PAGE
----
Collections > Electronic Theses and Dissertations > Genetic and Epigenetic Mechanisms Regulating Smooth Muscle Cell Differentiation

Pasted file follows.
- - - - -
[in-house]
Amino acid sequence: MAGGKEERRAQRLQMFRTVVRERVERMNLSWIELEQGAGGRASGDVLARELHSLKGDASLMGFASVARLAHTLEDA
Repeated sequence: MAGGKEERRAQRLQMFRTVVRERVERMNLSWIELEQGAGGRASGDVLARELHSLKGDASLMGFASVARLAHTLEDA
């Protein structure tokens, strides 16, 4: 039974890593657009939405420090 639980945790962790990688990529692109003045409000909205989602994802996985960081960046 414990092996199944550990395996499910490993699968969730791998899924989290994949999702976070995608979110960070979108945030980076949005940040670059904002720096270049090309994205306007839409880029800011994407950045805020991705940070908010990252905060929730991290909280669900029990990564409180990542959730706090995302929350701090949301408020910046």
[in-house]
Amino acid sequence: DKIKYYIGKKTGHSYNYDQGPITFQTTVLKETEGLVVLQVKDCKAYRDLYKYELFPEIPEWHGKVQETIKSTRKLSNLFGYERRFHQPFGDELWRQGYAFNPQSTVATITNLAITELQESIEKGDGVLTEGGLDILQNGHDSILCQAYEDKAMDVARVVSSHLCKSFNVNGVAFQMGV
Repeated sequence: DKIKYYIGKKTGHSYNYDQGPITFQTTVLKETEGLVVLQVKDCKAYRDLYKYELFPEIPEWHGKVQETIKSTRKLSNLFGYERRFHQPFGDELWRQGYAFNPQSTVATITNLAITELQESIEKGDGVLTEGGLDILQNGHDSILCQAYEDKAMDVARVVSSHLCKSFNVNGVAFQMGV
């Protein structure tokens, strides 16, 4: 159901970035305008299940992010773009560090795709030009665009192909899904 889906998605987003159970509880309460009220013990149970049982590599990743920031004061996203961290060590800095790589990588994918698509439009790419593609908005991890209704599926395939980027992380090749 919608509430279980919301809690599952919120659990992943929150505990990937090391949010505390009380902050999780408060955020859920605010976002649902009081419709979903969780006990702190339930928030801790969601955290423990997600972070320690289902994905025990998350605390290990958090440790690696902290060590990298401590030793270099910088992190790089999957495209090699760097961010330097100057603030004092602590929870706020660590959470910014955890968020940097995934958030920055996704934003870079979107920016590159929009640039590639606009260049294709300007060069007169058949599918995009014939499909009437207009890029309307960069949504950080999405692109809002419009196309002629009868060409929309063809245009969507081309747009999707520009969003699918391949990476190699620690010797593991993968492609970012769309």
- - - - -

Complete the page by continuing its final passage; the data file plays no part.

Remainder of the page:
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Smooth muscle differentiation is a complex process, involving numerous molecular, genetic, and epigenetic mechanisms. Notably, smooth muscle cells (SMCs) retain marked plasticity in their ability to convert between synthetic and more differentiated contractile gene programs. In vascular diseases, including hypertension, atherosclerosis, and restenosis, SMCs dedifferentiate from their healthy, mature state to a more immature “phenotypically modulated” cell type capable of migrating, proliferating, and producing extracellular matrix, all of which contribute to disease. Additionally, genetic alterations in various components of the smooth muscle transcriptional machinery result in cardiovascular disease and even death. Thus, a more complete understanding of the exact mechanisms regulating SMC differentiation is crucial for the development of novel targets in the diagnosis and treatment of vascular disease. The work herein interrogates several points along the RhoA axis and defines their roles in SMC differentiation. First, the genetic and epigenetic mechanisms regulating expression of a smooth muscle-specific gene, GRAF3, are uncovered. GRAF3, also referred to as ARHGAP42, was first described by my collaborators in Joan Taylor’s Lab as a smooth muscle selective Rho-GAP essential for blood pressure control in mice. Single nucleotide polymorphisms in the GRAF3 gene were associated with changes in blood pressure, and the rs604723 T-allele variant located in a highly conserved DHS increased GRAF3 expression by promoting SRF binding to this region. In addition to SRF, we show that the transcription activity of this region as well as GRAF3 expression are controlled by the transcription factors, RBPJ and TEAD1. In subsequent chapters, we describe novel mechanisms regulating function of MRTF-A. Given that MRTF-A is essential for full activation of smooth muscle-specific gene expression, we hypothesize that these newly identified mechanisms regulate SMC differentiation. We describe our approach for identifying post-translational modifications and binding partners that regulate MRTF-A function. In our search for novel MRTF-A binding partners, we identified the putative histone lysine methyltransferase, PRDM6, and demonstrated that it was required for SMC differentiation. In overexpression experiments in COS-7 cells, we detected significant methylation on MRTF-A. Surprisingly, SMYD2 and SET7/9 strongly methylated MRTF-A, but PRDM6 did not. We found that SMDY2 methylated K27 within MRTF-A’s highly conserved basic nuclear localization signal. SMYD2-mediated methylation at K27 inhibited MRTF localization as well as MRTF-dependent activation of SMC transcription.